Missile defense

Raytheon Anti-Missile Warhead Stumbles as North Korean Threat Grows

The company received a $1 billion contract in May 2017 for the project, which has been unsuccessful so far and sits at least two years behind schedule.

Raytheon Co.’s project to develop a new interceptor warhead for the U.S.’s ground-based missile defense system is estimated to increase in cost by almost $600 million because of “major design concerns” since the contract was awarded, according to congressional auditors.

The company received a $1 billion contract in May 2017 for the project, which is unsuccessful so far and at least two years behind schedule, the Government Accountability Office said in a report issued Thursday.

It’s the watchdog agency’s most detailed assessment of problems for the improved warhead that it said is supposed to respond to “advancements in the North Korean missile threat.”

The program has “encountered design, systems engineering, quality assurance, and manufacturing issues,” the GAO said. It said Raytheon is using commercial off-the-shelf hardware and re-used components from Navy missile interceptors that the GAO previously raised concerns about, according to the report.

The Pentagon’s Missile Defense Agency accelerated work on Raytheon’s “Redesigned Kill Vehicle” by producing it even while it was still in development and by “reducing the number of necessary flight tests to produce and field” new interceptors, the GAO said.

‘Unsettled’ Program

The $600 million increase is the amount the Missile Defense Agency estimated “it would cost to recover” from the “performance issues the program discovered in late 2018 concerning the re-use” of parts and components, said Cristina Chaplain, the GAO official who supervised the new report. “These issues greatly unsettled the program and drove” the expected two-year delay.

Raytheon spokesman Mike Doble had no immediate comment.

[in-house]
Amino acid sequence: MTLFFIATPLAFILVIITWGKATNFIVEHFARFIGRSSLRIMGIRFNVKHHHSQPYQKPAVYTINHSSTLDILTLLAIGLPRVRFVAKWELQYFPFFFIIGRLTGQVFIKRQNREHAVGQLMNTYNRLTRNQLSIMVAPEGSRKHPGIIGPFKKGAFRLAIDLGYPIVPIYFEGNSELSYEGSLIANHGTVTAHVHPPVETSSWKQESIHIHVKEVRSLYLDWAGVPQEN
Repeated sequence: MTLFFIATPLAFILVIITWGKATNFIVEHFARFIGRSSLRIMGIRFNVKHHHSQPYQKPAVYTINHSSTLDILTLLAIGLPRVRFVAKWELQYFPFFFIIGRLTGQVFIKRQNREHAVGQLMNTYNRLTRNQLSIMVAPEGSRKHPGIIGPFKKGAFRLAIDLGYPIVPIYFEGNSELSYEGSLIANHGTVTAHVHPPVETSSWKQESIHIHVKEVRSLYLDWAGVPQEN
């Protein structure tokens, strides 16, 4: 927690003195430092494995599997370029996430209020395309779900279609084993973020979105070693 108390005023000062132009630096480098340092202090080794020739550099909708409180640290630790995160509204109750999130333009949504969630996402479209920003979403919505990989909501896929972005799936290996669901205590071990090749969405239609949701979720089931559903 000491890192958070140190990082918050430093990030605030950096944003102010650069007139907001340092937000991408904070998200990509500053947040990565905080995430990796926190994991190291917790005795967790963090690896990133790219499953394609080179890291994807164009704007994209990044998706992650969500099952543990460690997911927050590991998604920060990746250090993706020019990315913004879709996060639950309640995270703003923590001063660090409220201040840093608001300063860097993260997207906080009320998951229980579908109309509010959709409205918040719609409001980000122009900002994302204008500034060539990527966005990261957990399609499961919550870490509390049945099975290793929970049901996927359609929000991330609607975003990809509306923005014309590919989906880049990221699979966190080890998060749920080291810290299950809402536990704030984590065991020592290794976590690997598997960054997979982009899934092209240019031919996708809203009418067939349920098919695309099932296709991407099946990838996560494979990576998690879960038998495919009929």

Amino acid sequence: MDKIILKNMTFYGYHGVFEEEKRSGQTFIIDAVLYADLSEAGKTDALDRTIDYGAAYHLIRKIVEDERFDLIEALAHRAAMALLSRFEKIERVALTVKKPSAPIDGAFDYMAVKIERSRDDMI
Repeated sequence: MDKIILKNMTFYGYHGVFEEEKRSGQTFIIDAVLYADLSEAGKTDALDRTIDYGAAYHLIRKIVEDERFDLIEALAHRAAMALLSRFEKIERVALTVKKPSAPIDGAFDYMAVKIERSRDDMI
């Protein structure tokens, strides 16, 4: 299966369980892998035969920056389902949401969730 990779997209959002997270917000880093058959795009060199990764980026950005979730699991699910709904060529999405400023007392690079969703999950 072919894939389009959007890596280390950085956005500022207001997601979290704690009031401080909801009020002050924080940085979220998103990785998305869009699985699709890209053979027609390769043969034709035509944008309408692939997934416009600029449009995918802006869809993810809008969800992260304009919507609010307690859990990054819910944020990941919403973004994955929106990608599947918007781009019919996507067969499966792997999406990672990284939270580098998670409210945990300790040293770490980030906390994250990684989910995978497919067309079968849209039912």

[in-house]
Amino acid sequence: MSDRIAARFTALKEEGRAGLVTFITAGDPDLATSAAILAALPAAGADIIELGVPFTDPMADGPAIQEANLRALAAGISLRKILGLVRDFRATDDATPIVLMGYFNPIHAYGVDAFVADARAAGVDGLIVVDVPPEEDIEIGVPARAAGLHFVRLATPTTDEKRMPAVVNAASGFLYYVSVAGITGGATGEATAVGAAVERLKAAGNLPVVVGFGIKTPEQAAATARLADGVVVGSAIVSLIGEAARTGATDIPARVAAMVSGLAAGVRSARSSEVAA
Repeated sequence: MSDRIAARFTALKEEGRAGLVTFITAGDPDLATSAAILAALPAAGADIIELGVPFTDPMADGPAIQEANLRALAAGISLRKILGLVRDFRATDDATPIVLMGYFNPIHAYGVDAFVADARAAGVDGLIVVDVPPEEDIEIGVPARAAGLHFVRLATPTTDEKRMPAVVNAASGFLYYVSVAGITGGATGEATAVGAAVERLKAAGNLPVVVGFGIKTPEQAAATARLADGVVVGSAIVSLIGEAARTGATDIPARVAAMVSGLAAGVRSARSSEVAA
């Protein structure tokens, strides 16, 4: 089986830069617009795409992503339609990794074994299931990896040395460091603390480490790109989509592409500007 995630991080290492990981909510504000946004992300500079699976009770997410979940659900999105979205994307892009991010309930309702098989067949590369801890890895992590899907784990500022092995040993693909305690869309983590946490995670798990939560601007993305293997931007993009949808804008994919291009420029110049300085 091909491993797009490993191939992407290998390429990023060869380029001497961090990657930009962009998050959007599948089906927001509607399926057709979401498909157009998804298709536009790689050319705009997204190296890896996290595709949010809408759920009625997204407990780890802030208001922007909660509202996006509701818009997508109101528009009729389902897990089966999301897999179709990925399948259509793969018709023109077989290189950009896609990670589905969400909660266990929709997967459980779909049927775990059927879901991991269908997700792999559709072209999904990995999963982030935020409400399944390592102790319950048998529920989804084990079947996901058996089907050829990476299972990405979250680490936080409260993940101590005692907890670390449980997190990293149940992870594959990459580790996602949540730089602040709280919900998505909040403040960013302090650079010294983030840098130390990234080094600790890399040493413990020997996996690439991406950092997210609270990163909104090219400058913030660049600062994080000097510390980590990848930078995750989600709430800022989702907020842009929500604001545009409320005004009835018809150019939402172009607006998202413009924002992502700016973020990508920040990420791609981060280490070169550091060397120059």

The Missile Defense Agency is requesting $412.4 million in the next fiscal year for continued research on the warhead.

Michael Griffin, the Defense Department’s head of research and engineering, last month issued a rare “stop-work” order to Boeing Co., which manages the U.S. missile-defense system, after “receiving recent test results” that indicated “the current plan is not viable,” according to Pentagon spokeswoman Heather Babb.

The Pentagon has “initiated an analysis of alternative courses of action,” she said.

The new version of the interceptor would be used in the $34 billion system intended to detect an incoming intercontinental ballistic missile from an adversary such as North Korea or Iran, dispatching a missile to crash into it and destroy it.

The “Redesigned Kill Vehicle” is intended to greatly improve the reliability of the current warhead. The warheads deployed when the system was declared operational in late 2004 were found to have occasional reliability problems that led to failures in intercepting mock targets in tests.

Even before the stop-work order, the new version wouldn’t have its first flight test until fiscal 2022 or attempt its first test interception until fiscal 2023. The agency had anticipated placing interceptors tipped with the warheads into silos starting in fiscal 2025 to expand the current field of 44 based in California and Alaska.

More broadly, the GAO said the Missile Defense Agency has “delivered a significant integrated capability for defending the United States, meeting a goal set by the secretary of defense in March 2013 to increase the inventory of ground-based interceptors by December 2017.” But it said progress has been hampered by delays with the new warhead and in starting operations of a site in Poland because of construction problems.

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